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For anyone who has dogs, or is familiar with the characteristics of them, you know that the sense of smell is impeccable. The canine sense of smell is so good, that police and other law enforcement agents have even used them in detecting criminal activity. More particularly, the presence of narcotics. The question then becomes when, if ever, police can legally use these drug-sniffing dogs to search for narcotics and the like? Especially when these drug-sniffing dogs are used to provide probable cause for a further search that was not already present.


The Fourth Amendment protects citizens from unreasonable search and seizure by police officers and other government agents. When looking at conduct by police officers, in regards to the Fourth Amendment, one must first determine if a search has occurred. If no search has occurred, then no Fourth Amendment protections will be granted to those opposing the actions by police. In the infamous case of United States v. Place, it was held that the sniff of a police dog is not a search subject to Fourth Amendment protections, so long as police are in the area the dog sniffs legally.[1] 

Permissible Presence

The next area to be examined involves whether or not the police are in the area of the dog-sniff legally. A classic example of this is when a traffic stop occurs with a drug-sniffing dog present. During the stop, which must be lawful, the dog may alert to the presence of narcotics around the vehicle. This could then give the officers probable cause to narcotics being present. This would be deemed legal conduct and justify a further search of the vehicle. In Illinois v. Cabelles,[2] Justice Stevens wrote that the Fourth Amendment does not require reasonable, articulable suspicion to administer a dog sniff test during a routine traffic stop. Thus, if police are in an area legally, they can use a drug-sniffing dog so long as it does not prolong the stop.[3] This can even be permissible when no stop occurred to begin with. Such as in State v. Edstrom, which held that a dog sniffing the seams of doorways in an apartment complex hallway was a permissible search under the circumstances.[4]

Another example is when police have a drug-sniffing dog by a residence, such as in Florida v. Jardines. This case involved officers who were investigating an uncorroborated tip with a drug-sniffing dog on a home’s property. The Supreme Court determined that the use of a drug-sniffing dog on the front porch of a home to investigate an unverified tip about marijuana being grown in the residence, was a trespassory invasion and a search under the Fourth Amendment.[5] Thus, the search was unlawful in violation of the Fourth Amendment. This differs from Edstrom, because the Minnesota Supreme Court believes the hallway of an apartment building is not an area with legitimate expectation of privacy under the famous Katz test.[6]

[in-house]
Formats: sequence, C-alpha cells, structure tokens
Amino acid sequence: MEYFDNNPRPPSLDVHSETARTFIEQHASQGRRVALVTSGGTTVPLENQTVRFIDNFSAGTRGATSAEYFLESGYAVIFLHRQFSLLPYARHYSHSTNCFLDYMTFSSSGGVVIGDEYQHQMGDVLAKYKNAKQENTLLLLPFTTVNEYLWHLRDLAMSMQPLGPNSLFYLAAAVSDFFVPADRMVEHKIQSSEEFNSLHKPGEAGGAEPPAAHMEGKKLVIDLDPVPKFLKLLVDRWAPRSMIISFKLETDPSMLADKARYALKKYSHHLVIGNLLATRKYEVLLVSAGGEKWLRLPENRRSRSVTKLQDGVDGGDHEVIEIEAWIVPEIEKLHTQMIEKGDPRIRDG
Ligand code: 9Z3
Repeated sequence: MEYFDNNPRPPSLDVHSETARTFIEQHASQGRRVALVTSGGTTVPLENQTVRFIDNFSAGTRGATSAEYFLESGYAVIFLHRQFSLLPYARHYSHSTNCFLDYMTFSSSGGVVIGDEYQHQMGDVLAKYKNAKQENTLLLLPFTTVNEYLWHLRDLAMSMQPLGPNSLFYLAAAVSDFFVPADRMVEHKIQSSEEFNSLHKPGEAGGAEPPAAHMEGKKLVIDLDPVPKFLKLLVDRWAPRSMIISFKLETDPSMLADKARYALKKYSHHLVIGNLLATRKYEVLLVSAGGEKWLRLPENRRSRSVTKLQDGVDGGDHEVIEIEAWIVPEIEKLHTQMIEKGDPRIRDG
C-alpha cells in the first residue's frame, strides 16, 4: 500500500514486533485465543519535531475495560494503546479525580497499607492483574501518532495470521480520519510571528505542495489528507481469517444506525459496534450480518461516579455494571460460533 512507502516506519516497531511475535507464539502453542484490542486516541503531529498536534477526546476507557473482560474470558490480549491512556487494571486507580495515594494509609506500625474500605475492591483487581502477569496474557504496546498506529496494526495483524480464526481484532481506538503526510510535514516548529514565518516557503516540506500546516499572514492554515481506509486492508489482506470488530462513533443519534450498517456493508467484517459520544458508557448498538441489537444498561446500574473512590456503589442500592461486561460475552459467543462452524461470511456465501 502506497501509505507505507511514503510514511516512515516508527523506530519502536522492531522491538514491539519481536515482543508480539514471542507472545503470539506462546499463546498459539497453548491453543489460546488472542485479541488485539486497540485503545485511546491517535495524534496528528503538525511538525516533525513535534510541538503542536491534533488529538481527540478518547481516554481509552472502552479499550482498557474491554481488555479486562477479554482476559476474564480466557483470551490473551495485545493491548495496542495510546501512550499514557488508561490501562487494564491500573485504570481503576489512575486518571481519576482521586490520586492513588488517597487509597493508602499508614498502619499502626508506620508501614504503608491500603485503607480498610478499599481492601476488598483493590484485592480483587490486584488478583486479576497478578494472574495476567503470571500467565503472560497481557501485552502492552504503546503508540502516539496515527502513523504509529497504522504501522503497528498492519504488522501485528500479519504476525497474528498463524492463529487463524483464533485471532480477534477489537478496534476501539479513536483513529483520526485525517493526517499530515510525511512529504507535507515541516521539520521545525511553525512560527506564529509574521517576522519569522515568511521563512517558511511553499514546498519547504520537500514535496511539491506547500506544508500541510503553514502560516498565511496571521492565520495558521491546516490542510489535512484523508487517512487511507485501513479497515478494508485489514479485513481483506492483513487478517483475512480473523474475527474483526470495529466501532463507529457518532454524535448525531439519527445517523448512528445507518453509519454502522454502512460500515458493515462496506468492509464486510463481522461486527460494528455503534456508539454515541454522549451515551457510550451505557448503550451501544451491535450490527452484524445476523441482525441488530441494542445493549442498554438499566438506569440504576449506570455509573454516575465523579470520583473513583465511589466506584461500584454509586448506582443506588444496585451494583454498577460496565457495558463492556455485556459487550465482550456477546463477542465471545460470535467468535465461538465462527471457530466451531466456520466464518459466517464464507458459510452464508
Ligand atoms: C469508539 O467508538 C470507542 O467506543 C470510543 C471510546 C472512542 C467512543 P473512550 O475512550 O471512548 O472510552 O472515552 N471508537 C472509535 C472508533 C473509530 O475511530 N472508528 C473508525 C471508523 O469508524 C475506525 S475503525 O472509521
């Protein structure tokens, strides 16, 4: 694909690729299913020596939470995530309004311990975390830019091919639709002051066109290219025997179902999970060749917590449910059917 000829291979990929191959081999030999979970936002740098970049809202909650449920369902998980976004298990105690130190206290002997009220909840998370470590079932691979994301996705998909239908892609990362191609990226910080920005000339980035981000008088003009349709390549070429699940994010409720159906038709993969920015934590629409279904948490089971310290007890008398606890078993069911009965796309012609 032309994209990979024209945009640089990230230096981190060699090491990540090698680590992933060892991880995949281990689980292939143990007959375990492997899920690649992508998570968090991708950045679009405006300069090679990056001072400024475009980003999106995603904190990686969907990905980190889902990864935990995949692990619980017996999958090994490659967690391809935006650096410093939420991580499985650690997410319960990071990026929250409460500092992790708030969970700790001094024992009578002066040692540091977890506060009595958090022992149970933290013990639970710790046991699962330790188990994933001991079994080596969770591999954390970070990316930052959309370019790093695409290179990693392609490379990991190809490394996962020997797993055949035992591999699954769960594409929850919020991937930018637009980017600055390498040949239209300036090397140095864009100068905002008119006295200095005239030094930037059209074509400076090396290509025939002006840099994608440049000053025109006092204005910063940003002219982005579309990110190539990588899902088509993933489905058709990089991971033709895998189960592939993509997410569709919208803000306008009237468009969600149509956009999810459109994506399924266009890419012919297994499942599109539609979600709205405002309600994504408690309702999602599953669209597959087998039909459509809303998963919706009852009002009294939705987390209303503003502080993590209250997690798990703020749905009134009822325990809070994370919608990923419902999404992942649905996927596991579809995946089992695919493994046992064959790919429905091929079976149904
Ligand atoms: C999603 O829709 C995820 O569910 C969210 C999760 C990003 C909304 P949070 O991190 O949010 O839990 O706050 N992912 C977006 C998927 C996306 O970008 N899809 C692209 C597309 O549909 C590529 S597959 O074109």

Current State

Edstrom, a Minnesota Supreme Court case, is the latest to make national news involving drug-sniffing dogs. The Supreme Court of the United States has not visited this issue for a few years. In 2015, the Court heard Rodriquez v. United States. This case held, similarly to Cabelles, that lawful seizure of an individual ends when the tasks related to that seizure end.[7] As in the traffic example above, if a police officer stops someone for speeding, they cannot keep prolonging the stop past the typical ticketing process. If they prolong this process in order to obtain a drug sniffing dog, then the opinion by Justice Ginsburg from Rodriquez, deems this an unlawful seizure.[8]

While the facts that derived the opinions in Edstrom, Jardines, and Rodriquez differ, it would appear that the Minnesota Supreme Court is not prepared to give as much deference to individuals claiming Fourth Amendment protections as the current precedent of the U.S. Supreme Court. Specifically, in relation to where police officers can conduct these dog sniffs without violating curtilage, or other Fourth Amendment protections.

Alec Rolain is a law clerk at Ambrose Law Firm, PLLC. He is in his final year at Mitchell Hamline School of Law in St. Paul. Prior to law school, Alec attended St. Mary’s University in Winona where he played baseball and made the MIAC all-sportsmanship team. DWI Lawyer Woodbury; DUI Attorneys Woodbury MN; and Criminal Justice Lawyer Minnesota.

[1]United States v. Place, 462 U.S. 696 (1983).

[2]United States v. Cabelles, 543 U.S. 405 (2005).

[3]Cabelles, 543 U.S. 405 (2005).

[4]State v. Edstrom, 916 N.W.2d 512 (Minn. 2018).

[5]Florida v. Jardines, 133 U.S. 1409 (2013).

[6]We further discussed the Edstrom holding in our blog here: Edstrom Curtilage Blog

[7]Rodriguez v. United States, 135 U.S. 1609 (2015).

[8]Rodriquez, U.S. 135 (2015).

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